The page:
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loosen of the hand-brake adjustment and press the brake pedal a few times to self adjust the rear brakes. Re-tighten the handbrake adj last. Front brake sounds like a seized caliper,If possible remove caliper and clean and lubricate the piston. This may work but replacement caliper may be the only other solution.Make sure the caliper slides are also clean and lubricated and the brake pads are in good order.(TRY THIS FIRST) Also new brake shoes can make the pedal feel spongy for a couple of hundred miles until they have been run in.
You need to disassemble brakes,twice a year,to clean off rust and lube required places,so they work correctly.
If this is not done,and No one does what Iam suggesting. Then the brake pads drag,because they can not release, and you wear out your pads in 9000 miles,instead of 45,000miles,I get on mine.
What you have,is what I call & I don't mean to be hurtful, is neglect and break down maintainance.
WARNING: Asbestos fiber dust may be present on brake and clutch assemblies and is hazardous to health if inhaled.
Brake and clutch assemblies should be cleaned using a vacuum cleaner recommended for use with asbestos fibers such as brake/clutch/service vacuum. The bag must be labeled per osha instructions, sealed, and the trash hauler notified as to the bag's contents.
If a vacuum suitable for asbestos is not available, cleaning should be done wet. If dust generation is still possible, technicians should wear government-approved toxic dust purifying respirators.
1. Raise and support the vehicle.
2.Remove the wheel and tire assembly.
3.Remove the W-spring.
4.Remove the M-spring.
5.Remove the disc brake caliper locating pins (2B296).
6.Remove the front disc brake pads and shims from the disc brake caliper (2B120).
7.Compress the caliper piston completely into its BORE
NOTE: Apply a thin layer of Silicone Brake Caliper Grease and Dielectric Compound D7AZ-19A331-A Motorcraft WA-10 or equivalent meeting Ford specification ESE-M1C171-A to both sides of the perforated shim only.
No, but could be pad knock back which can be caused by run out of the rotors. This can happen if your pads have worn down too far in the past. I'd advise you to have the rotors ground (on the car) and new pads fitted. The fronts are critical but have the rears checked for run out too. Sometimes new seals in the calipers can help hold the pads against the rotors.This will improve the loss of pedal condition.
i shall help u by telling the procedure.
first remove the brake cable from the caliper.
now check for the dusts if any and re insert into the disc caliper
now bleed the brake master cylinder.
strongly kick the brake.keep it in pressed condition and pour in the brake oil.
now release the brake pedal and push it for two times and then release.now the oil will be evenly distributed into your master cylinder.
To be noted that connection goes directly from brakes master cylinder to the brake pedal. from the brake master cylinder the connection goes to the two wheels(front).check for any oil leakage.
look for 2 bolts or pins that go right thru the calipers, they actually retain the pads, normally the heads will be on the back side of the caliper. take them out, there may be thin metal clips (springy) on top of the pads. remove them too. slide out pads working the caliper back and forth to loosen them up. open up fluid resevoir then with a large screwdriver push the brake piston back so as to be able to get new pads it, bolt it all back and your are done.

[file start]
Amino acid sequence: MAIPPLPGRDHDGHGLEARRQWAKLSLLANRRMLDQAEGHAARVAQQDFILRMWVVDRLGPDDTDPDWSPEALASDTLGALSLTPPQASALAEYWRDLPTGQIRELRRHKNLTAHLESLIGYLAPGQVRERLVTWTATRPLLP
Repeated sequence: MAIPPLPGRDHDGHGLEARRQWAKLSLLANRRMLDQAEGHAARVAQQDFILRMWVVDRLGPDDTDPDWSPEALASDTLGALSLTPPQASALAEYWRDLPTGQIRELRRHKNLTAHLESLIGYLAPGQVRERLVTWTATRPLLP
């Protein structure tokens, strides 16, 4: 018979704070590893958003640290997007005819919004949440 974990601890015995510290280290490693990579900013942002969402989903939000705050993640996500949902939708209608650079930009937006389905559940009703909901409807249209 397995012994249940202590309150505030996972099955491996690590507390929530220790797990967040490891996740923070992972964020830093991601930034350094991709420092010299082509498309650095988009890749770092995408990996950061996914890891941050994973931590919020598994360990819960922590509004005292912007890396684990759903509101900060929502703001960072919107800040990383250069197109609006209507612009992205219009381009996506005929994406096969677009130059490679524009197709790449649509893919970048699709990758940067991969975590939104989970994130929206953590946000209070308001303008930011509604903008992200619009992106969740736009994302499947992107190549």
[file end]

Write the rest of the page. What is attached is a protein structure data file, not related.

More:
Very simple. Have the proper tools for one. Two...lay cardboard down because the brake dust will make some cruddy marks on the pavement. Three...are replacing the WHOL:E caliper or just replacing/resealing the piston?
Very simple to do, just make sure you block the rear wheels or front (depending on which one you are doing).
Unbolt the two carrier bolts, one upper and one lower. These are commonly hex head or "allen" head fastners. Next, have a small container under the hose you will be disconnecting. I hope you have some help to bleed.....you will need to do so. Get the extra brake fluid ahead of time....that's all you need to do really...and once you unblot and disconnect, the brake caliper should be sitting in your lap!
The binding of the brakes is causing the pads to overheat, which is causing the smoke. You need pull the wheel and check things out. Your caliper must be bad (not releasing). You need to replace the caliper, brake pads, and have the rotor cut (a full service parts store or shop cuts the rotor perfectly smooth on both sides), or replaced (it may be cheaper to just buy a new rotor). You should also always change the pads (and check everything else) on the opposite side. So, if u do the brakes on the driver side front, always do the front pass. side at the same time, likewise if u do rear brakes. Whenever you do brakes u should also flush out the brake lines (by bleeding the brakes) until the brake fluid flows absolutely clear. Old brake fluid is the #1 reason for caliper failure. I've seen many times people replace brake components w/out changing the brake fluid, only to have the brakes wear out very quickly, or not function properly. good luck! hope this helps> please rate this!couontrycurt0
Did you try changing front brake flex pipes, sometimes depending on age of vehicle the pipes can collapse from the inside when brakes are pressed on the pressure is forced down but there is no force to release pressure when let off sometimes causing the calipers to stick on. Assuming that both calipers are new and not second hand I would try replacing flex pipes.